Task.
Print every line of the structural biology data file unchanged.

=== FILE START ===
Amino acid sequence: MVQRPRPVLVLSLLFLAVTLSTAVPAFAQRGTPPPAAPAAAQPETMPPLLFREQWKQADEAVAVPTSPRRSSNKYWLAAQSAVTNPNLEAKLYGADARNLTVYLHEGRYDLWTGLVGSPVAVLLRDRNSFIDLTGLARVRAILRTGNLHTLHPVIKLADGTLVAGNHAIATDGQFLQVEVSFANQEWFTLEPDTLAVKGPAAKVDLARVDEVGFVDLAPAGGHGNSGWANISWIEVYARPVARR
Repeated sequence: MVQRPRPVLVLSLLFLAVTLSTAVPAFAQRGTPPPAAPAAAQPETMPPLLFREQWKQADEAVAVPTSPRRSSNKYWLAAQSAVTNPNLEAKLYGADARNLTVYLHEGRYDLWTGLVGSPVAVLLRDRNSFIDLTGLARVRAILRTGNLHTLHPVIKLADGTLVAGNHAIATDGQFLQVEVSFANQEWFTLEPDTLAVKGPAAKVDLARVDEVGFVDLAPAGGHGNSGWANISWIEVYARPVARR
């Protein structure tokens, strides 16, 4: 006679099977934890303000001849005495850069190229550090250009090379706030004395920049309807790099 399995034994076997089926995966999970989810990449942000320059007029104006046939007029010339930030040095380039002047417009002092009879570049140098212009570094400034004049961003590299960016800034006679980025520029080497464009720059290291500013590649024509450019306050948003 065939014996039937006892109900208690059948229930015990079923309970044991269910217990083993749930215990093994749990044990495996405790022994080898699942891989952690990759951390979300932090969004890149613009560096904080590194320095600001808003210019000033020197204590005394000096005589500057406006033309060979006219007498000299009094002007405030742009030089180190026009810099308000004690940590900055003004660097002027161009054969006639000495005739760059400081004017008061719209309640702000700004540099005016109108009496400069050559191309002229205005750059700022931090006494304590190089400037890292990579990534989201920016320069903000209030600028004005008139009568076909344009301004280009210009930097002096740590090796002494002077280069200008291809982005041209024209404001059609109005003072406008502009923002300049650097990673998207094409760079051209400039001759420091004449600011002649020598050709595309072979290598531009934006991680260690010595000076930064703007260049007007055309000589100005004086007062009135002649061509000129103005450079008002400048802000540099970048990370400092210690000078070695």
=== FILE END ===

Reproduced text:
Amino acid sequence: MVQRPRPVLVLSLLFLAVTLSTAVPAFAQRGTPPPAAPAAAQPETMPPLLFREQWKQADEAVAVPTSPRRSSNKYWLAAQSAVTNPNLEAKLYGADARNLTVYLHEGRYDLWTGLVGSPVAVLLRDRNSFIDLTGLARVRAILRTGNLHTLHPVIKLADGTLVAGNHAIATDGQFLQVEVSFANQEWFTLEPDTLAVKGPAAKVDLARVDEVGFVDLAPAGGHGNSGWANISWIEVYARPVARR
Repeated sequence: MVQRPRPVLVLSLLFLAVTLSTAVPAFAQRGTPPPAAPAAAQPETMPPLLFREQWKQADEAVAVPTSPRRSSNKYWLAAQSAVTNPNLEAKLYGADARNLTVYLHEGRYDLWTGLVGSPVAVLLRDRNSFIDLTGLARVRAILRTGNLHTLHPVIKLADGTLVAGNHAIATDGQFLQVEVSFANQEWFTLEPDTLAVKGPAAKVDLARVDEVGFVDLAPAGGHGNSGWANISWIEVYARPVARR
């Protein structure tokens, strides 16, 4: 006679099977934890303000001849005495850069190229550090250009090379706030004395920049309807790099 399995034994076997089926995966999970989810990449942000320059007029104006046939007029010339930030040095380039002047417009002092009879570049140098212009570094400034004049961003590299960016800034006679980025520029080497464009720059290291500013590649024509450019306050948003 065939014996039937006892109900208690059948229930015990079923309970044991269910217990083993749930215990093994749990044990495996405790022994080898699942891989952690990759951390979300932090969004890149613009560096904080590194320095600001808003210019000033020197204590005394000096005589500057406006033309060979006219007498000299009094002007405030742009030089180190026009810099308000004690940590900055003004660097002027161009054969006639000495005739760059400081004017008061719209309640702000700004540099005016109108009496400069050559191309002229205005750059700022931090006494304590190089400037890292990579990534989201920016320069903000209030600028004005008139009568076909344009301004280009210009930097002096740590090796002494002077280069200008291809982005041209024209404001059609109005003072406008502009923002300049650097990673998207094409760079051209400039001759420091004449600011002649020598050709595309072979290598531009934006991680260690010595000076930064703007260049007007055309000589100005004086007062009135002649061509000129103005450079008002400048802000540099970048990370400092210690000078070695």